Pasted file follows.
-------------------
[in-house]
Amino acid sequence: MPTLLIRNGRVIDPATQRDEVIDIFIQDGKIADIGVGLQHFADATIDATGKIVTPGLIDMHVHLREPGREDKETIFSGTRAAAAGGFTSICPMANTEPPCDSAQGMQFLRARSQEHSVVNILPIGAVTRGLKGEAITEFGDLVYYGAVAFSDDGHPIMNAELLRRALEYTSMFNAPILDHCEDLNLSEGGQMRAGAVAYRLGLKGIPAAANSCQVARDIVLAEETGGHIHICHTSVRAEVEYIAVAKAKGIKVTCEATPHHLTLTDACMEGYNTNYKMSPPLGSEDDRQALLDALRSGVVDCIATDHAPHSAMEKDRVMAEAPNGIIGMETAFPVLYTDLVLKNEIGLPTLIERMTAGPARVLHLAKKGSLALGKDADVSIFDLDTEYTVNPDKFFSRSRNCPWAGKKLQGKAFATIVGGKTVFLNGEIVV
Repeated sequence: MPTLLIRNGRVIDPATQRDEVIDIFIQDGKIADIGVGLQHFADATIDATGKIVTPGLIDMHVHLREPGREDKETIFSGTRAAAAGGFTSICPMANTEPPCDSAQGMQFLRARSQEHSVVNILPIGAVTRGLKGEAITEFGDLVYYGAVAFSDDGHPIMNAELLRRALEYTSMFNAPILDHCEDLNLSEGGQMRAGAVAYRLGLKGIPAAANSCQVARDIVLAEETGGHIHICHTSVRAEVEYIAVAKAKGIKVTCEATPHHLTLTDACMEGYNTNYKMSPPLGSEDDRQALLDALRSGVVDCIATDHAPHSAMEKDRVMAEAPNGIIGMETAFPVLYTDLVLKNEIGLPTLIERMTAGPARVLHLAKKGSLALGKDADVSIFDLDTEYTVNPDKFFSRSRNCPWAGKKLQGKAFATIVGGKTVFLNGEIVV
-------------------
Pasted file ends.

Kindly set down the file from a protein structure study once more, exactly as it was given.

[in-house]
Amino acid sequence: MPTLLIRNGRVIDPATQRDEVIDIFIQDGKIADIGVGLQHFADATIDATGKIVTPGLIDMHVHLREPGREDKETIFSGTRAAAAGGFTSICPMANTEPPCDSAQGMQFLRARSQEHSVVNILPIGAVTRGLKGEAITEFGDLVYYGAVAFSDDGHPIMNAELLRRALEYTSMFNAPILDHCEDLNLSEGGQMRAGAVAYRLGLKGIPAAANSCQVARDIVLAEETGGHIHICHTSVRAEVEYIAVAKAKGIKVTCEATPHHLTLTDACMEGYNTNYKMSPPLGSEDDRQALLDALRSGVVDCIATDHAPHSAMEKDRVMAEAPNGIIGMETAFPVLYTDLVLKNEIGLPTLIERMTAGPARVLHLAKKGSLALGKDADVSIFDLDTEYTVNPDKFFSRSRNCPWAGKKLQGKAFATIVGGKTVFLNGEIVV
Repeated sequence: MPTLLIRNGRVIDPATQRDEVIDIFIQDGKIADIGVGLQHFADATIDATGKIVTPGLIDMHVHLREPGREDKETIFSGTRAAAAGGFTSICPMANTEPPCDSAQGMQFLRARSQEHSVVNILPIGAVTRGLKGEAITEFGDLVYYGAVAFSDDGHPIMNAELLRRALEYTSMFNAPILDHCEDLNLSEGGQMRAGAVAYRLGLKGIPAAANSCQVARDIVLAEETGGHIHICHTSVRAEVEYIAVAKAKGIKVTCEATPHHLTLTDACMEGYNTNYKMSPPLGSEDDRQALLDALRSGVVDCIATDHAPHSAMEKDRVMAEAPNGIIGMETAFPVLYTDLVLKNEIGLPTLIERMTAGPARVLHLAKKGSLALGKDADVSIFDLDTEYTVNPDKFFSRSRNCPWAGKKLQGKAFATIVGGKTVFLNGEIVV